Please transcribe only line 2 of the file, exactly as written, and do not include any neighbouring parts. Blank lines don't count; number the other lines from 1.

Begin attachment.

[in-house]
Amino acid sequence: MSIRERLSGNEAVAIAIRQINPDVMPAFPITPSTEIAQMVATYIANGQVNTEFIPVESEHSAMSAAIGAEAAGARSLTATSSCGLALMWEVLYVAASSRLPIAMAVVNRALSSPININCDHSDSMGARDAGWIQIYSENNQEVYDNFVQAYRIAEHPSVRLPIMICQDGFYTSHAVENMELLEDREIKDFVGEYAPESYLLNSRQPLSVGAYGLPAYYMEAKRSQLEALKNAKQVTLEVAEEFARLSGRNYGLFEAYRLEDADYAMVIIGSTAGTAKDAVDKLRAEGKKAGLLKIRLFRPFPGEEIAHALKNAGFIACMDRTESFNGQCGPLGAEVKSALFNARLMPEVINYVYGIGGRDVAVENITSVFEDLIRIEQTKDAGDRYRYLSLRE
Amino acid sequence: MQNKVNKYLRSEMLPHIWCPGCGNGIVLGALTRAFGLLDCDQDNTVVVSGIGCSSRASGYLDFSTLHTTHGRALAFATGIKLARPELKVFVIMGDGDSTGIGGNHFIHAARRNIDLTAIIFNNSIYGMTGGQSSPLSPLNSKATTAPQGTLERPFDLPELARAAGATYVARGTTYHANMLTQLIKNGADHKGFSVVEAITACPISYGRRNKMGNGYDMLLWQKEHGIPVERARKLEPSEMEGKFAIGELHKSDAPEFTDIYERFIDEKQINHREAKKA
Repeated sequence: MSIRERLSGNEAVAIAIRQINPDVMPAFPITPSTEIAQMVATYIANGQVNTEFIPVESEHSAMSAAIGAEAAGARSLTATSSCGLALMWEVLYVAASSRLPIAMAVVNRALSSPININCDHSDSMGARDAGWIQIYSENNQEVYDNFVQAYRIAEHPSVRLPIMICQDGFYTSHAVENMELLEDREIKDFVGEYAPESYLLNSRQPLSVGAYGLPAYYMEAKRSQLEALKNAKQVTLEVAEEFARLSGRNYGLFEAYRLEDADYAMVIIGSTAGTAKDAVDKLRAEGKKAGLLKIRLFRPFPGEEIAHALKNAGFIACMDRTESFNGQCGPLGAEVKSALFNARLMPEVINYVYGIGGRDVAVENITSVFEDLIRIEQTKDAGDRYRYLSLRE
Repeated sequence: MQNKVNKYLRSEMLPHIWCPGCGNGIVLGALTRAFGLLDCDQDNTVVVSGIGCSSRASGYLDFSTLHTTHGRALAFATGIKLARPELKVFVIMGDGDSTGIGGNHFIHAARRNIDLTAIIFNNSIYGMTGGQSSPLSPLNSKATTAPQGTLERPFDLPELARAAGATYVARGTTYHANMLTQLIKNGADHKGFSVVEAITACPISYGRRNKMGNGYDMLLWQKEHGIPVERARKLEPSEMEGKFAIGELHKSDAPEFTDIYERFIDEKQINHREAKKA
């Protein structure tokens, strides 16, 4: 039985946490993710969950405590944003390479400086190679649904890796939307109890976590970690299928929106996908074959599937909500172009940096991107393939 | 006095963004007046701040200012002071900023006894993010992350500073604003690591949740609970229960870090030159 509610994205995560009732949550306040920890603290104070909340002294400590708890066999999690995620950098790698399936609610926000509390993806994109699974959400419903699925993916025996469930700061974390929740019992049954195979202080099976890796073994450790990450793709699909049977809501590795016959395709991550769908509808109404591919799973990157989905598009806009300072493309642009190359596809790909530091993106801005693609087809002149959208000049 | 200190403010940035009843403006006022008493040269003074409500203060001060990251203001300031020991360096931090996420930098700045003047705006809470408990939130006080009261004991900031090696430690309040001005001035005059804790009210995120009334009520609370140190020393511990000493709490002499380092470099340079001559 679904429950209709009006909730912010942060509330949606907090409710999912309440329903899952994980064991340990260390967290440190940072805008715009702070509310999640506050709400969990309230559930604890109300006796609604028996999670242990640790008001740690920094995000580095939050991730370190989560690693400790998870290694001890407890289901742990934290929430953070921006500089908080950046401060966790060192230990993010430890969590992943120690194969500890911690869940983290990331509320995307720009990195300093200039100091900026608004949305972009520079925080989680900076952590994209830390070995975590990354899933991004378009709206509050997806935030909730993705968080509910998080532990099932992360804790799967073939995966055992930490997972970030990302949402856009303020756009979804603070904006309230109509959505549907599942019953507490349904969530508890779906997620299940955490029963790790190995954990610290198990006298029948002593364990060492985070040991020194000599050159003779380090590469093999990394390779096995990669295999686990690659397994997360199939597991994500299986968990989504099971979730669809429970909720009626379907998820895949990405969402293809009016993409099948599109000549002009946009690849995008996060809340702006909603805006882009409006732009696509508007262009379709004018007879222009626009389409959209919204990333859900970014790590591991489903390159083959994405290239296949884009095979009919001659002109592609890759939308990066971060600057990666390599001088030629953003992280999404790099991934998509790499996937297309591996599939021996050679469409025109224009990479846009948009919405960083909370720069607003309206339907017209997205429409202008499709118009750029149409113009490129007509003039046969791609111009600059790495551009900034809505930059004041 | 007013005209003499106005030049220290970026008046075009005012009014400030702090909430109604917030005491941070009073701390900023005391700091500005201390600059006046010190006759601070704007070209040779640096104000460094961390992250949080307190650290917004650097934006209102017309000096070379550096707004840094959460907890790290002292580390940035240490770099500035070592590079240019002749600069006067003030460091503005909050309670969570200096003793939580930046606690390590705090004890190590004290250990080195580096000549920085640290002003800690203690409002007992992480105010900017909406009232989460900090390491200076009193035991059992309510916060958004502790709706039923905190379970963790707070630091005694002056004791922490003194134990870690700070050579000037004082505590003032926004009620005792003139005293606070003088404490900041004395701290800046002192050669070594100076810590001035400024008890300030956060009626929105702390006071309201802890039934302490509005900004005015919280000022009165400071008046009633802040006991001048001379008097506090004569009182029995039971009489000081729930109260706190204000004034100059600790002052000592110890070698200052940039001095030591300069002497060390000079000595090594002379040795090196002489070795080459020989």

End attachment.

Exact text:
Amino acid sequence: MSIRERLSGNEAVAIAIRQINPDVMPAFPITPSTEIAQMVATYIANGQVNTEFIPVESEHSAMSAAIGAEAAGARSLTATSSCGLALMWEVLYVAASSRLPIAMAVVNRALSSPININCDHSDSMGARDAGWIQIYSENNQEVYDNFVQAYRIAEHPSVRLPIMICQDGFYTSHAVENMELLEDREIKDFVGEYAPESYLLNSRQPLSVGAYGLPAYYMEAKRSQLEALKNAKQVTLEVAEEFARLSGRNYGLFEAYRLEDADYAMVIIGSTAGTAKDAVDKLRAEGKKAGLLKIRLFRPFPGEEIAHALKNAGFIACMDRTESFNGQCGPLGAEVKSALFNARLMPEVINYVYGIGGRDVAVENITSVFEDLIRIEQTKDAGDRYRYLSLRE